LWC – First Look – Add Public Property

Hello, this is Brett with WIPDeveloper.com. So we have our first component. And we’ve added styles using the Salesforce Lightning design system and Custom CSS.

Right now we can’t really reuse our component because the only thing it says is “WIPDeveloper.com is awesome”. And while I might think that’s a true statement, you might not want it to look that way on your page.

Creating a Property

So we’re going to add a property to our components. So we can assign a value via the community builder in Salesforce.

To do that, we’re going to have to go into our component and a property. So we can set a default value as well.

So that in case we don’t set it, it’ll stick out. Now, in theory, we should be able to use this, as our property.

We shouldn’t be able to use our property right now and have display. Let’s save it, give it a shot.

Before we do that, we should probably make it a little different. So we know it’s coming from the label property. There we go. Now, let’s refresh the page. See, if we get an exclamation mark. There we go. We have three exclamation marks. Now, if we go into the Edit page and select our component.

Updated firstComponent.js

import { LightningElement, api } from 'lwc';

export default class FirstComponent extends LightningElement {
  @api label = 'WIPDeveloper.com  !!!';
}

Exposing the Property

We do not have the option to set the label property here. To make it so we can do that we have to go into the first component metadata XML file.

So previously, we set the metadata as exposed true. So we can see it in the app builder. And we gave it the target pages the app page, record page, and homepage. Now what we’re going to need to do it is and targetconfigs that expose the property that we just created the label property.

So there’s targetconfigs, this allows us to expose things for the targets that we specified above. So we’re going to configure one targetconfig for all three types.

Now, this will need a property of targets.

Now I could copy and paste each one of these down there, that’s a comma separated list. Or I could just copy and paste it from my other window, which is what I’m going to do. But you can see I have the lightning record page, I have the lightning app page and the lightning homepage on this targetconfig.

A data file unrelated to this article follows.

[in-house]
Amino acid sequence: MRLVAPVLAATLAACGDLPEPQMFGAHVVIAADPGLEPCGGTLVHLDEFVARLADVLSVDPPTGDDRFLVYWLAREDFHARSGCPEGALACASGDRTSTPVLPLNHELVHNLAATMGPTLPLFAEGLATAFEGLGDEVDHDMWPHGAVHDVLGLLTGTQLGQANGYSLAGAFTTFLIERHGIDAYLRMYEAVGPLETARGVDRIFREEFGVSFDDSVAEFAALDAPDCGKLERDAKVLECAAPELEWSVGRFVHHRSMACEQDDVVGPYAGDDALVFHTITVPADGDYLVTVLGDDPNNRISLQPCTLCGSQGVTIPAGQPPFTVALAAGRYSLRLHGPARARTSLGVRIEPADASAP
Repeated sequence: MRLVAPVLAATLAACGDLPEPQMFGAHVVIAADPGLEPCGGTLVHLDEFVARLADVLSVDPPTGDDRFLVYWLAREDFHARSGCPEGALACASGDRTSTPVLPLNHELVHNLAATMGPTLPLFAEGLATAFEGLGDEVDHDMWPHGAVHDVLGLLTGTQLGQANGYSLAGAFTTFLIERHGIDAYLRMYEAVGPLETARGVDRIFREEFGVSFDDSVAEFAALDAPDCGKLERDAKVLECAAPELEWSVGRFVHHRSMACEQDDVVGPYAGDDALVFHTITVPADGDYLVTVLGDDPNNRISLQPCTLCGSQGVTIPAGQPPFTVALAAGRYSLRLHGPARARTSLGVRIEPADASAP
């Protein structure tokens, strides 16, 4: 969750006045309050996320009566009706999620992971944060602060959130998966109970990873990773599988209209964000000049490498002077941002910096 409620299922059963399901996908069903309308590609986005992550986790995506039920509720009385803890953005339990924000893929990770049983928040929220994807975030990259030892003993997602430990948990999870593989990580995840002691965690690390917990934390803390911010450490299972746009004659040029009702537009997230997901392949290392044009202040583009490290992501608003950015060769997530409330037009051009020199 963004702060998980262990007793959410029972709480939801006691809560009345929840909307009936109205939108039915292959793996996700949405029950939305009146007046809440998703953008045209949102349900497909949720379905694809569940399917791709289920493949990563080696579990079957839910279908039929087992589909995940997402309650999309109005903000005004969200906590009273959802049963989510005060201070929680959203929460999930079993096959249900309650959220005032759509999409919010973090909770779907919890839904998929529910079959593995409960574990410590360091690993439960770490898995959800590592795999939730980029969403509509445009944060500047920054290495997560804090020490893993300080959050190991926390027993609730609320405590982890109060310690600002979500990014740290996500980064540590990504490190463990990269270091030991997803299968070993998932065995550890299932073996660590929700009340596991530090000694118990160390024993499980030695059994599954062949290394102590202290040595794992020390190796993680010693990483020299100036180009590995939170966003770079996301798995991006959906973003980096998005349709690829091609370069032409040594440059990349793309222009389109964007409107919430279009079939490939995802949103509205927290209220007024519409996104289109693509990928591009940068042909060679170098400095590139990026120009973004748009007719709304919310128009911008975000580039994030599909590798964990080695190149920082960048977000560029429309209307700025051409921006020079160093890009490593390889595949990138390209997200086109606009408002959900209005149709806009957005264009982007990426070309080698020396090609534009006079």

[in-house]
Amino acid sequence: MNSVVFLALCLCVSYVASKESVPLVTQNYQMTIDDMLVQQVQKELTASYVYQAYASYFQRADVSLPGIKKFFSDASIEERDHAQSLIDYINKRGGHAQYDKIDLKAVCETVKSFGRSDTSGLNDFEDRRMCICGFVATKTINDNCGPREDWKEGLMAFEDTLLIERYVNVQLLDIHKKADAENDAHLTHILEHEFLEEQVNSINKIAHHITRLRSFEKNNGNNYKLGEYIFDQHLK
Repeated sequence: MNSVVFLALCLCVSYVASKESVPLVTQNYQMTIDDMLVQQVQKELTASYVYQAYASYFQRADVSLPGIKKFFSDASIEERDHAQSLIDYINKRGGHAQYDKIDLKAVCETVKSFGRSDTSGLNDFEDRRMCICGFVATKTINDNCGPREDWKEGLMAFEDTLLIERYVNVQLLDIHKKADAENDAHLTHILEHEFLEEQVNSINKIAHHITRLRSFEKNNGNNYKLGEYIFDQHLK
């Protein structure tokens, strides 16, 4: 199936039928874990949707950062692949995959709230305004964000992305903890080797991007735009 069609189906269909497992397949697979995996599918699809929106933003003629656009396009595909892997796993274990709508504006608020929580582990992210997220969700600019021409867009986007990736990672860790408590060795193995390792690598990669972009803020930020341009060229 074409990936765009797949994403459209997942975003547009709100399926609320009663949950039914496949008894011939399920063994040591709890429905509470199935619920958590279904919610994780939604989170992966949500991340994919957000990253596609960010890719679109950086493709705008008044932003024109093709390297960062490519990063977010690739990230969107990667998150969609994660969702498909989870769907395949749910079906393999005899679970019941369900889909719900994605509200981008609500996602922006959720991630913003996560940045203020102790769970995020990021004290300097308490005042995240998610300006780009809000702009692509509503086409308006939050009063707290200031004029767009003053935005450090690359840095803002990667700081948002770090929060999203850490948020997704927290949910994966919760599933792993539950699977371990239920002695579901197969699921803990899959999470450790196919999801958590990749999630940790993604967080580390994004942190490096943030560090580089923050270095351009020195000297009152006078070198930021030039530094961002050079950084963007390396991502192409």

Now, I want to add a property that will specify that we are exposing the property

label.

This has to match the name we specified in our JavaScript component, we have to specify the type and it’s a String, and then we can provide a default value just so we know that it’s always set.

Now side note, I’m a little annoying, but it doesn’t auto format. So what I want to get real quick is XML Tools, yes, XML tools want to install that restart just one format and look nice.

There we go, everything is much nicer. I’ll provide a link for XML Tools in the blog post below. Now we’ve exposed the property of label, we should be able to see this in the Lightning App Builder. Once we this to the scratch org.

So it was saying we got an error, the label property does not exist on the component. And that is because I forgot to use the @api decorator. So from the inner impart statement, we have to add a we have to have an import for API.

Down here, we would actually use it with an at (@) sign.

Updated firstComponent.js-meta.xml

<?xml version="1.0" encoding="UTF-8"?>
<LightningComponentBundle xmlns="http://soap.sforce.com/2006/04/metadata" fqn="firstComponent">
  <apiVersion>45.0</apiVersion>
  <isExposed>true</isExposed>
  <targets>
    <target>lightning__AppPage</target>
    <target>lightning__RecordPage</target>
    <target>lightning__HomePage</target>
  </targets>
  <targetConfigs>
    <targetConfig targets="lightning__RecordPage,lightning__AppPage,lightning__HomePage">
      <property name="label" type="String" default="WIPDeveloper.com"></property>
    </targetConfig>
  </targetConfigs>
</LightningComponentBundle>

Now that we’ve properly decorated with our property with API. Let’s push this and we can go back to our Lightning App Builder.

Let’s refresh it.

Theres the label so we can give it a name

This time lets just give it slightly different label so we can make sure that it’s taking the label that we’ve assigned in the app builder go back.

And there you have it, WIPDeveloper.com exclamation exclamation exclamation, one exclamation. So there we go. We have exposed a property from our custom lightning web component to the lightning app builder so that we can configure it.

Links

That’s it for now.

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